Children of the Night—Dan Simmons
What if Romanian dictator Ceauescu was employed by strigoi—vampires—to keep a steady supply of infants for their bloodsucking needs? And what if, after Ceauescu’s fall, a vampiric baby ended up in an orphanage, and was revealed to have a nigh-miraculous type of blood that promised a cure for AIDs? This is the jumping-off point for Simmons’ thriller.
American research hematologist Kate Newman adopts the baby, bringing him back to the U.S. both to give him a home, and also to test the crap out of him and start figuring out what to do with his miracle blood. When the strigoi learn that baby Joshua has a link to their leader, Vlad Tsepes, they plot to kidnap him. But Kate and her ally Father Mike O’Rourke will stop at nothing to get him back—even if it means storming Castle Dracula itself.
The Changeling Plague—Syne Mitchell
Geoffery Allan is dying of cystic fibrosis. In desperation, he spends his vast fortune searching for a cure, and finally finds a researcher willing to try an illegal treatment that will rewrite his DNA.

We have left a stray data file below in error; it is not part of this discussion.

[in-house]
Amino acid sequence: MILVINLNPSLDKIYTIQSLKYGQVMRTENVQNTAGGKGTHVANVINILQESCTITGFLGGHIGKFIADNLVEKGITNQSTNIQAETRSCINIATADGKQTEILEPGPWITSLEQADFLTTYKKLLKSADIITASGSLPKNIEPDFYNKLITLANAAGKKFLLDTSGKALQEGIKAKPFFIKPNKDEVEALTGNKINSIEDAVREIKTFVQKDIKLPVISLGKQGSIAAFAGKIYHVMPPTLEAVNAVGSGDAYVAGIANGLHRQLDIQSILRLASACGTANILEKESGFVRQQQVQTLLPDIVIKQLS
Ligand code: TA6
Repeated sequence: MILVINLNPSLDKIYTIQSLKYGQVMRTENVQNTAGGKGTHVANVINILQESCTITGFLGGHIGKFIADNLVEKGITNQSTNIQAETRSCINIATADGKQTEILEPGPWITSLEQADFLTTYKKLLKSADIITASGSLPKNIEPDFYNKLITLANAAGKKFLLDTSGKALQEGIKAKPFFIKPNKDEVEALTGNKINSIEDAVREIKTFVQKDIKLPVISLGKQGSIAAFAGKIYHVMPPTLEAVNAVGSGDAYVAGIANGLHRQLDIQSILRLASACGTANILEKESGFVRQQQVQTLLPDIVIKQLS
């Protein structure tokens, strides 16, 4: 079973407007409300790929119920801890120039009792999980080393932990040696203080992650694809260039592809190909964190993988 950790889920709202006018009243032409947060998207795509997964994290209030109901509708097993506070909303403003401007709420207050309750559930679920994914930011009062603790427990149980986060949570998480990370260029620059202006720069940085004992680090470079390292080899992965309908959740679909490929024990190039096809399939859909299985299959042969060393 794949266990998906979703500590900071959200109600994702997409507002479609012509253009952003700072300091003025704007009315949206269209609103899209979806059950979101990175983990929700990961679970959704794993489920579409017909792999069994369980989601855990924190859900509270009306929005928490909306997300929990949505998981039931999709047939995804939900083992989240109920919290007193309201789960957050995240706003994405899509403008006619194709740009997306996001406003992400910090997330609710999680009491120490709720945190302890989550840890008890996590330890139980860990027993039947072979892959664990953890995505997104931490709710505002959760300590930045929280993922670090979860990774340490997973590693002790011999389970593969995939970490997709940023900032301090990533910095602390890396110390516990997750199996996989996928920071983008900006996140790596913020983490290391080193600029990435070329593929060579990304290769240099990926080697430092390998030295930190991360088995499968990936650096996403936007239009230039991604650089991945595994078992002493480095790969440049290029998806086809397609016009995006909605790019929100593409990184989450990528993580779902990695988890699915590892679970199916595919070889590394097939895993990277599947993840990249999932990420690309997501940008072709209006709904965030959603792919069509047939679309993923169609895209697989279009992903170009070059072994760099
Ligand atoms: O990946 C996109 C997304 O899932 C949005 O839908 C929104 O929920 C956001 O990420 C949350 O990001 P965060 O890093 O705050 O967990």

Obviously, this goes horribly wrong.
The DNA won’t stop rewriting, and then it begins spreading to everyone Allan comes in contact with. With the US government rounding up plague-stricken people, and with no hope of stopping the disease before it destroys humanity, Dr. Lillith Watkins has to team up with an unstable hacker called Idaho to try to find a way to recode human DNA.But will their attempted hack work in time?
The Time of the Fourth Horseman—Chelsea Quinn Yarbro
Chelsea Quinn Yarbro, best known for her Count Saint-Germain series, wrote an early novel about outbreaks and the race for a cure. The Time of the Fourth Horseman is a short novel that asks a terrifying question: how do you thin out a population swelled by lack of disease?
In the far-off wonderland of the 1990s, all disease has been eradicated, which has led to a population explosion. So naturally the U.S. government replaces a bunch of vaccines with placebos to thin the human race. The problem—or rather the second problem with this one, since the first is that whole “mass murder by disease” thing—is that the diseases naturally evolve into new forms, leaving doctors Dr. Natalie Lebbreau and Harry Smith to race for new cures before humanity is wiped from the face of the earth.
Tell us what we missed in the comments!
An earlier version of this list was published in July 2016.